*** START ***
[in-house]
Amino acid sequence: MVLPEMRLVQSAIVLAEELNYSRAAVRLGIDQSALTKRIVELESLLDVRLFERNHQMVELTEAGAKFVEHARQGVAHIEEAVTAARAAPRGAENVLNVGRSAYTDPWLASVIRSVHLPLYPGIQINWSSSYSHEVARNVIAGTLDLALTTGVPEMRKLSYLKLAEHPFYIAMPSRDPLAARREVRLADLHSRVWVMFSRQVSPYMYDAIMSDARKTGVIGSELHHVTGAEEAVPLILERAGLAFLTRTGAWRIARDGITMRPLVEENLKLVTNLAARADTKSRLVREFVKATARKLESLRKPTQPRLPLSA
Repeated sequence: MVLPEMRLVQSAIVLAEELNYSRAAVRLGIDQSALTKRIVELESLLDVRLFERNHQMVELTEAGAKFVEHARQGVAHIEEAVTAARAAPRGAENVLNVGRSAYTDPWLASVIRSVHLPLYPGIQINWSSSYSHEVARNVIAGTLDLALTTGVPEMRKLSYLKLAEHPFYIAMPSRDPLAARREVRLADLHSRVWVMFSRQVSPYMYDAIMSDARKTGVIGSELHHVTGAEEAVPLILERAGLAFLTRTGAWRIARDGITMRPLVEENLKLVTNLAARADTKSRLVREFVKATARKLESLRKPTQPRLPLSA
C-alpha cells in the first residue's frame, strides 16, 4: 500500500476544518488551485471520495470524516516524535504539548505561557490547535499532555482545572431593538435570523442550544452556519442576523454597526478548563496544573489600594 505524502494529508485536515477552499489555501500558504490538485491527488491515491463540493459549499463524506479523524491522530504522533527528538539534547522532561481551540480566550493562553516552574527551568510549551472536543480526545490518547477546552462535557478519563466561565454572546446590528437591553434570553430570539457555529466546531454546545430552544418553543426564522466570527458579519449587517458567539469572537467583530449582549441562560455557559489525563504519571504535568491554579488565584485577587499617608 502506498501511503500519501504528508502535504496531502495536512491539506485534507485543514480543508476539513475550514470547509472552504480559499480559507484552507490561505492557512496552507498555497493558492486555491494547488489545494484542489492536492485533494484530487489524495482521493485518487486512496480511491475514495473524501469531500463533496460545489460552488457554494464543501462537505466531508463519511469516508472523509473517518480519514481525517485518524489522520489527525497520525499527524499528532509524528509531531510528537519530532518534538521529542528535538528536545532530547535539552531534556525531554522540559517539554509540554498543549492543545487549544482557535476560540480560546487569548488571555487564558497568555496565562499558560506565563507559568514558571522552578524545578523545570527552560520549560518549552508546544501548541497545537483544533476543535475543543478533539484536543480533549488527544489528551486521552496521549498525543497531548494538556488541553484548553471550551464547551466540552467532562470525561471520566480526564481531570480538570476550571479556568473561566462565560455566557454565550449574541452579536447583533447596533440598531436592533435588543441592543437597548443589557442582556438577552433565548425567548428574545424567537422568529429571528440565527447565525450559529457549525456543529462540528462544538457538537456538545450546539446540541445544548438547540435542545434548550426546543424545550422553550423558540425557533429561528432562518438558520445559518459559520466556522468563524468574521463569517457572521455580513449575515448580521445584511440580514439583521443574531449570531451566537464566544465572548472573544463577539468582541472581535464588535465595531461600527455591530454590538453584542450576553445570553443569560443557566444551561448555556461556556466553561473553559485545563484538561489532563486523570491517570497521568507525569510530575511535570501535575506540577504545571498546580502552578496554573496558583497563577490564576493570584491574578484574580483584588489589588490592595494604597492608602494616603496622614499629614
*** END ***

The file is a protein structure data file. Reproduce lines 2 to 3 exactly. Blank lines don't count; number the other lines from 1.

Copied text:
Amino acid sequence: MVLPEMRLVQSAIVLAEELNYSRAAVRLGIDQSALTKRIVELESLLDVRLFERNHQMVELTEAGAKFVEHARQGVAHIEEAVTAARAAPRGAENVLNVGRSAYTDPWLASVIRSVHLPLYPGIQINWSSSYSHEVARNVIAGTLDLALTTGVPEMRKLSYLKLAEHPFYIAMPSRDPLAARREVRLADLHSRVWVMFSRQVSPYMYDAIMSDARKTGVIGSELHHVTGAEEAVPLILERAGLAFLTRTGAWRIARDGITMRPLVEENLKLVTNLAARADTKSRLVREFVKATARKLESLRKPTQPRLPLSA
Repeated sequence: MVLPEMRLVQSAIVLAEELNYSRAAVRLGIDQSALTKRIVELESLLDVRLFERNHQMVELTEAGAKFVEHARQGVAHIEEAVTAARAAPRGAENVLNVGRSAYTDPWLASVIRSVHLPLYPGIQINWSSSYSHEVARNVIAGTLDLALTTGVPEMRKLSYLKLAEHPFYIAMPSRDPLAARREVRLADLHSRVWVMFSRQVSPYMYDAIMSDARKTGVIGSELHHVTGAEEAVPLILERAGLAFLTRTGAWRIARDGITMRPLVEENLKLVTNLAARADTKSRLVREFVKATARKLESLRKPTQPRLPLSA